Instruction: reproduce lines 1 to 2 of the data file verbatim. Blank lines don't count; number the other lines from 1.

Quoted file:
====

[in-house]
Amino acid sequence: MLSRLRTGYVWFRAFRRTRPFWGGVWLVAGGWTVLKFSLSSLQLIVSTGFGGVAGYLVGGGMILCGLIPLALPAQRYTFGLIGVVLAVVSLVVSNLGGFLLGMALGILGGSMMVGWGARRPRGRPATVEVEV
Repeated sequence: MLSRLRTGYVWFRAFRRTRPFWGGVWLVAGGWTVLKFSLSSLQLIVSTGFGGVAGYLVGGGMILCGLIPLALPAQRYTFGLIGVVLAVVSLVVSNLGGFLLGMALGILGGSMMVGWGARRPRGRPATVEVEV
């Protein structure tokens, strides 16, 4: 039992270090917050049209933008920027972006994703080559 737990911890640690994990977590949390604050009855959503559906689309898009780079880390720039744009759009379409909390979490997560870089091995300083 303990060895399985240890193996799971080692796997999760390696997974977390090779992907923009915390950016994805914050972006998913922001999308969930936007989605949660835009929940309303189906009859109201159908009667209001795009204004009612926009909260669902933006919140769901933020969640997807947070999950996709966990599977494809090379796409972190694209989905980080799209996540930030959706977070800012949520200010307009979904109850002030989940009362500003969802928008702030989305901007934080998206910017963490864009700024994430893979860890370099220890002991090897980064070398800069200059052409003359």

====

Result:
[in-house]
Amino acid sequence: MLSRLRTGYVWFRAFRRTRPFWGGVWLVAGGWTVLKFSLSSLQLIVSTGFGGVAGYLVGGGMILCGLIPLALPAQRYTFGLIGVVLAVVSLVVSNLGGFLLGMALGILGGSMMVGWGARRPRGRPATVEVEV